And that was $700,000 in the aggregate for all the counts. Those of you who have been with this case for the long period here of three years know that Paula Jones was asking not for money but for a redemption of her reputation, and that the case could have well been settled before the matter was filed, and would have been long over with.
In fact, it was my view -- and I think others -- that it came close to happening. But because the White House issued a false statement to the press and it was one in which we needed to have a tolling provision to be sure that they would obey their undertakings in the statement, it blew up those negotiations.
So the money you have ask for in a lawsuit -- she was offered $700,000, the very amount that she sued for, afterwards to go on a television program, and she turned it down.
And I've said this so many times I guess I'm now blue in the face from it -- I just want to finally put to rest, again, the idea that she had anything politically harassing to accomplish here, no motive for that at all; that she wanted money, there was no motive for that.
All she wanted was her reputation. And it came close to being acceptable what the president would have said about it. It wasn't quite acceptable and they blew up those discussions. So that's the long and the short of it.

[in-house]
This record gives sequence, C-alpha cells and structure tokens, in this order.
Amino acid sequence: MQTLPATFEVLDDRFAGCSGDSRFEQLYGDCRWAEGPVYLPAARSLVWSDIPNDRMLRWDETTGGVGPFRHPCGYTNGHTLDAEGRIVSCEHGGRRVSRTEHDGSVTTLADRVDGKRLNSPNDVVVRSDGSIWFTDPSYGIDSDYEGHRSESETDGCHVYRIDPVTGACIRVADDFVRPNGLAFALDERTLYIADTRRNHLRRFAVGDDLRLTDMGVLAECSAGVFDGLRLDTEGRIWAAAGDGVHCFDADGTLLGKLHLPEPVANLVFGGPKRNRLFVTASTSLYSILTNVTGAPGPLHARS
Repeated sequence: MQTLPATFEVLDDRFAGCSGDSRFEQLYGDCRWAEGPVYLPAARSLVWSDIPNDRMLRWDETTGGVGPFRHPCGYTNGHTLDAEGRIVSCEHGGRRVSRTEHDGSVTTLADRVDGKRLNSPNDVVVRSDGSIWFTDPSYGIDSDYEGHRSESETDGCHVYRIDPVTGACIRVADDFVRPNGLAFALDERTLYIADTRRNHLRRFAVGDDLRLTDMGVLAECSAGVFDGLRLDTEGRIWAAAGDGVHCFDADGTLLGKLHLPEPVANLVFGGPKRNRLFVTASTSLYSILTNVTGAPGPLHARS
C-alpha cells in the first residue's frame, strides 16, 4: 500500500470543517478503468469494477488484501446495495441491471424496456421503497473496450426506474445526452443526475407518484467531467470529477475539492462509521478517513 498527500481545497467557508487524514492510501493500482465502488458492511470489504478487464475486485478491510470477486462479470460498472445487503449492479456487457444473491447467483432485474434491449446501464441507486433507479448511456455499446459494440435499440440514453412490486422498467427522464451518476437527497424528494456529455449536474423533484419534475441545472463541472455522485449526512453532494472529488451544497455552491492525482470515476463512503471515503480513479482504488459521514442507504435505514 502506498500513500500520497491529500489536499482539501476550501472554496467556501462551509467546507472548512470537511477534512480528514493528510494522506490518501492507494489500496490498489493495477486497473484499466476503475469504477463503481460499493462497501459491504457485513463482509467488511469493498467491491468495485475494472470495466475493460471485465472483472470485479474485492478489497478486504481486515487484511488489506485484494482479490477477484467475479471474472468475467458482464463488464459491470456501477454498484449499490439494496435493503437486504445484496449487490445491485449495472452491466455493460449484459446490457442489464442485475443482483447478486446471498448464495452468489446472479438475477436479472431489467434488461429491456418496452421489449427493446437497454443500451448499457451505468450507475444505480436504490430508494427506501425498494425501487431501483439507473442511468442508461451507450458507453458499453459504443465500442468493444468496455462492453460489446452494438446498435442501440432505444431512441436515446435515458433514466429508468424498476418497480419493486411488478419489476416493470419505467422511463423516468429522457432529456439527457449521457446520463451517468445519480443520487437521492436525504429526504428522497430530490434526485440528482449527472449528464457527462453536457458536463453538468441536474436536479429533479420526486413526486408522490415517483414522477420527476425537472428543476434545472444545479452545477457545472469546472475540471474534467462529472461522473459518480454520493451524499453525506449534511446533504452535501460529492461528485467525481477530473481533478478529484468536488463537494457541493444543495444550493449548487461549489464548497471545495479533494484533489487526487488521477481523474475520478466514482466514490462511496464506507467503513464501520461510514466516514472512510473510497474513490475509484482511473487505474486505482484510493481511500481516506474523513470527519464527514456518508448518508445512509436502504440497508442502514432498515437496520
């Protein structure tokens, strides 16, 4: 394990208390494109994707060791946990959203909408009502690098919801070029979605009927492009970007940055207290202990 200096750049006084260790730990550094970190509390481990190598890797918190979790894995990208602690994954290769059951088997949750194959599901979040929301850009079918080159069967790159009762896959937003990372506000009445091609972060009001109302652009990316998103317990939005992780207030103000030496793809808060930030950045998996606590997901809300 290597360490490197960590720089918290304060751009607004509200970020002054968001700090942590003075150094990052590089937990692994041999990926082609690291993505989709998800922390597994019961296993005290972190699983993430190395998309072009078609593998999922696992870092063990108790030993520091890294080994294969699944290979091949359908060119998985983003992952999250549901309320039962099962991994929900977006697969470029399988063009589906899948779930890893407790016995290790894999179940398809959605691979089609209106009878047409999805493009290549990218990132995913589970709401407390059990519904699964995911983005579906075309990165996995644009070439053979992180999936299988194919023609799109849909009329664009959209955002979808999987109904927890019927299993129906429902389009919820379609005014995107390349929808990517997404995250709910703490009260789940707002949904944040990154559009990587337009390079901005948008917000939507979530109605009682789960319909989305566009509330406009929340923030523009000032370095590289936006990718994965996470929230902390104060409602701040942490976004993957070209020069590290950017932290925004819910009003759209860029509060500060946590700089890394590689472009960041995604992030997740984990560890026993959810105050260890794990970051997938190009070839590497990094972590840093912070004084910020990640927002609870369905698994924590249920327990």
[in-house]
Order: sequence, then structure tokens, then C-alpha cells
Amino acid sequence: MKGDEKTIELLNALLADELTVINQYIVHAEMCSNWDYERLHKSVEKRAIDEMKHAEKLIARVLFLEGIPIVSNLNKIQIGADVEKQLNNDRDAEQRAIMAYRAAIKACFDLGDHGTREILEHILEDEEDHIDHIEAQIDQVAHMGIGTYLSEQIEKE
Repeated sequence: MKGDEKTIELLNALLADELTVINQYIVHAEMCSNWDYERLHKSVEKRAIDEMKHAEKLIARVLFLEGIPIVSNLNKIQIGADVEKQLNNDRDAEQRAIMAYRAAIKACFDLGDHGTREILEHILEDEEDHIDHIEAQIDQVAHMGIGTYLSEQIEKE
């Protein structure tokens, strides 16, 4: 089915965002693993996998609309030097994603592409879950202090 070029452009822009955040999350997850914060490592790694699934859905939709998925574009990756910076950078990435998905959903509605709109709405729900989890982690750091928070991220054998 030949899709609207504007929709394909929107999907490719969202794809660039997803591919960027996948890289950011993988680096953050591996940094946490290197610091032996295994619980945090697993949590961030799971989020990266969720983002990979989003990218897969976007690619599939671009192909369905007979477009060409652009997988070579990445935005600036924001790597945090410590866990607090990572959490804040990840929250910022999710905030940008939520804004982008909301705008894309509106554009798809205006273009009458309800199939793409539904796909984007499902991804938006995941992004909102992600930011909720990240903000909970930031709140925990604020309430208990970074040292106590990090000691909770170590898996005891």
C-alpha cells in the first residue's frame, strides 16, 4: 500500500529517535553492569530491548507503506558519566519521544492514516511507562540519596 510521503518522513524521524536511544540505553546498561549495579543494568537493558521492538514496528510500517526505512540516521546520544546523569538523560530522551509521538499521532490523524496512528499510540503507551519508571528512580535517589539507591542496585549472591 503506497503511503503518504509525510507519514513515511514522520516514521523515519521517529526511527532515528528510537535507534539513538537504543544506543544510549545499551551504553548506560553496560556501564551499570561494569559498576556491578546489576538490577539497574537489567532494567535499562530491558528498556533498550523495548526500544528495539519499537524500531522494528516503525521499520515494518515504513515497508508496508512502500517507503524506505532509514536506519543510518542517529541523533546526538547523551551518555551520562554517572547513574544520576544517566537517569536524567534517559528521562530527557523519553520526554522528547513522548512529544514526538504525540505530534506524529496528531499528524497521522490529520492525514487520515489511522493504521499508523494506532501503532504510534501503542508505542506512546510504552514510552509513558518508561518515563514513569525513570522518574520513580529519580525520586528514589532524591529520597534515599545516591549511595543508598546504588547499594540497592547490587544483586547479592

QUESTION: (OFF-MIKE) to Judge Wright? (OFF-MIKE) Judge Wright? Is this to...
CAMMARATA: She's the judge that's assigned to this case, so we would expect to go back to her, yes.
QUESTION: Joe, who broke the news to her today about the victory?
CAMMARATA: I did.
QUESTION: What did she say?
CAMMARATA: She was excited. She was very elated. She thought I was kidding her at first because I...
QUESTION: What was she doing when you called her?
CAMMARATA: I didn't ask her that specifically.
But remember, there's a three-hour time difference on the West Coast, so I don't have that specific answer. But she was anxious that this case is going to go forward. She was thankful to the Supreme Court. She thanked her counsel.
And she -- I got to put in a little plug there -- and she's anxious to have her day in court, and is excited about the prospects.
QUESTION: What is the state of the legal defense fund?
QUESTION: Does the president have to just say that she did nothing wrong? Or does he have to admit that he did something wrong?
DAVIS: I think it would be inappropriate at this time to discuss what terms would be offered or would be acceptable. I've told you what was acceptable at one time. And now the next move, if there is to be another move on that front, would have to come from our opponents.
We've not received any such offers, and if we had, we couldn't discuss them with you until and unless there was a settlement that was reached.
QUESTION: What was the false statement the White House made? Specifically, what did they say that was false?
DAVIS: Something to the effect that she had not filed as -- some of you were here on that time. How many of you were here? Any? Nobody. OK. I know some of you were.
In Little Rock, we postponed the day of filing while we could continue to negotiate.